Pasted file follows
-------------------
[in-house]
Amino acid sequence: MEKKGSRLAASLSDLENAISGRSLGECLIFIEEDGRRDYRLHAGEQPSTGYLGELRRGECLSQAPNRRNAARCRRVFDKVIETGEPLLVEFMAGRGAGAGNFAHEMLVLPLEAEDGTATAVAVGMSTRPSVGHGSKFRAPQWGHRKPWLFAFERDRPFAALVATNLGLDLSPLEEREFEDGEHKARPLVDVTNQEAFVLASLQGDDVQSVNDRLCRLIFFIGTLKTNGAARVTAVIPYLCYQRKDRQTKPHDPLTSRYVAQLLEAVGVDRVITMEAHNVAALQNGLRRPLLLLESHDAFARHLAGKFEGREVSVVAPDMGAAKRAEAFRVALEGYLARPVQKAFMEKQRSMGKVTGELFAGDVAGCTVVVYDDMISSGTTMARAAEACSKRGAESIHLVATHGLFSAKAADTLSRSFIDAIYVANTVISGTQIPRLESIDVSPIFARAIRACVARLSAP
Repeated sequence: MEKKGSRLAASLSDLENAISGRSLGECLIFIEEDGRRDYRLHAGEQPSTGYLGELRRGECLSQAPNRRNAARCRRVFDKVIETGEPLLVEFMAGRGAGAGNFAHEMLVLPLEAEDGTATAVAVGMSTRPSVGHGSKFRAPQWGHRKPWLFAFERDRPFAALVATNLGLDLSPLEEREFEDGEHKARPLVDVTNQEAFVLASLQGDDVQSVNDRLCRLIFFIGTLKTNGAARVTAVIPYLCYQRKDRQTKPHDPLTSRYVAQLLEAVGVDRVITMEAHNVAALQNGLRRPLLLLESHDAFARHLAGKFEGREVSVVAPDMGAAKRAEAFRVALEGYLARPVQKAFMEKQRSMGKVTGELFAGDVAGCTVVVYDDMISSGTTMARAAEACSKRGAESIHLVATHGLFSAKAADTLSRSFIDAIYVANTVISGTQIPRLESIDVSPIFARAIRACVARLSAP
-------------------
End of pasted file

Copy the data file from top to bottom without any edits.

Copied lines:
[in-house]
Amino acid sequence: MEKKGSRLAASLSDLENAISGRSLGECLIFIEEDGRRDYRLHAGEQPSTGYLGELRRGECLSQAPNRRNAARCRRVFDKVIETGEPLLVEFMAGRGAGAGNFAHEMLVLPLEAEDGTATAVAVGMSTRPSVGHGSKFRAPQWGHRKPWLFAFERDRPFAALVATNLGLDLSPLEEREFEDGEHKARPLVDVTNQEAFVLASLQGDDVQSVNDRLCRLIFFIGTLKTNGAARVTAVIPYLCYQRKDRQTKPHDPLTSRYVAQLLEAVGVDRVITMEAHNVAALQNGLRRPLLLLESHDAFARHLAGKFEGREVSVVAPDMGAAKRAEAFRVALEGYLARPVQKAFMEKQRSMGKVTGELFAGDVAGCTVVVYDDMISSGTTMARAAEACSKRGAESIHLVATHGLFSAKAADTLSRSFIDAIYVANTVISGTQIPRLESIDVSPIFARAIRACVARLSAP
Repeated sequence: MEKKGSRLAASLSDLENAISGRSLGECLIFIEEDGRRDYRLHAGEQPSTGYLGELRRGECLSQAPNRRNAARCRRVFDKVIETGEPLLVEFMAGRGAGAGNFAHEMLVLPLEAEDGTATAVAVGMSTRPSVGHGSKFRAPQWGHRKPWLFAFERDRPFAALVATNLGLDLSPLEEREFEDGEHKARPLVDVTNQEAFVLASLQGDDVQSVNDRLCRLIFFIGTLKTNGAARVTAVIPYLCYQRKDRQTKPHDPLTSRYVAQLLEAVGVDRVITMEAHNVAALQNGLRRPLLLLESHDAFARHLAGKFEGREVSVVAPDMGAAKRAEAFRVALEGYLARPVQKAFMEKQRSMGKVTGELFAGDVAGCTVVVYDDMISSGTTMARAAEACSKRGAESIHLVATHGLFSAKAADTLSRSFIDAIYVANTVISGTQIPRLESIDVSPIFARAIRACVARLSAP